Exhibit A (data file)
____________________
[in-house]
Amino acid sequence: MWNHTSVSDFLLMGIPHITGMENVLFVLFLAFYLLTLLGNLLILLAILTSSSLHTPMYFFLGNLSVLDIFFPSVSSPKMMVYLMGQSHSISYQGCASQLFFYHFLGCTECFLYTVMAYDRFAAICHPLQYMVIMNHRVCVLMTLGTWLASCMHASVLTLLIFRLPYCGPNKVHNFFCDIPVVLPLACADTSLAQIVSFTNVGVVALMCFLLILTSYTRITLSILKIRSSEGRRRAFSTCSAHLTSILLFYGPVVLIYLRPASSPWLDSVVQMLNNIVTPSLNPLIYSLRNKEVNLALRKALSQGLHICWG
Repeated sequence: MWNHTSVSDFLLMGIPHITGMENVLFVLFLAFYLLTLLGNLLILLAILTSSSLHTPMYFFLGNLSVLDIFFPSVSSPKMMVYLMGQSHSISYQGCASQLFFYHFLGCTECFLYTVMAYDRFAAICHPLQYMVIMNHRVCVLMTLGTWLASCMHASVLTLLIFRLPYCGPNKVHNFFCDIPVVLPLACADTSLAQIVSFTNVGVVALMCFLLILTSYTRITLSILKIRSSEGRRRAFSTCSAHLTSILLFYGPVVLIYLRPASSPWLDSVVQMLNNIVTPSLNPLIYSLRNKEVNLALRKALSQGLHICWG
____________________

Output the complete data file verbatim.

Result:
[in-house]
Amino acid sequence: MWNHTSVSDFLLMGIPHITGMENVLFVLFLAFYLLTLLGNLLILLAILTSSSLHTPMYFFLGNLSVLDIFFPSVSSPKMMVYLMGQSHSISYQGCASQLFFYHFLGCTECFLYTVMAYDRFAAICHPLQYMVIMNHRVCVLMTLGTWLASCMHASVLTLLIFRLPYCGPNKVHNFFCDIPVVLPLACADTSLAQIVSFTNVGVVALMCFLLILTSYTRITLSILKIRSSEGRRRAFSTCSAHLTSILLFYGPVVLIYLRPASSPWLDSVVQMLNNIVTPSLNPLIYSLRNKEVNLALRKALSQGLHICWG
Repeated sequence: MWNHTSVSDFLLMGIPHITGMENVLFVLFLAFYLLTLLGNLLILLAILTSSSLHTPMYFFLGNLSVLDIFFPSVSSPKMMVYLMGQSHSISYQGCASQLFFYHFLGCTECFLYTVMAYDRFAAICHPLQYMVIMNHRVCVLMTLGTWLASCMHASVLTLLIFRLPYCGPNKVHNFFCDIPVVLPLACADTSLAQIVSFTNVGVVALMCFLLILTSYTRITLSILKIRSSEGRRRAFSTCSAHLTSILLFYGPVVLIYLRPASSPWLDSVVQMLNNIVTPSLNPLIYSLRNKEVNLALRKALSQGLHICWG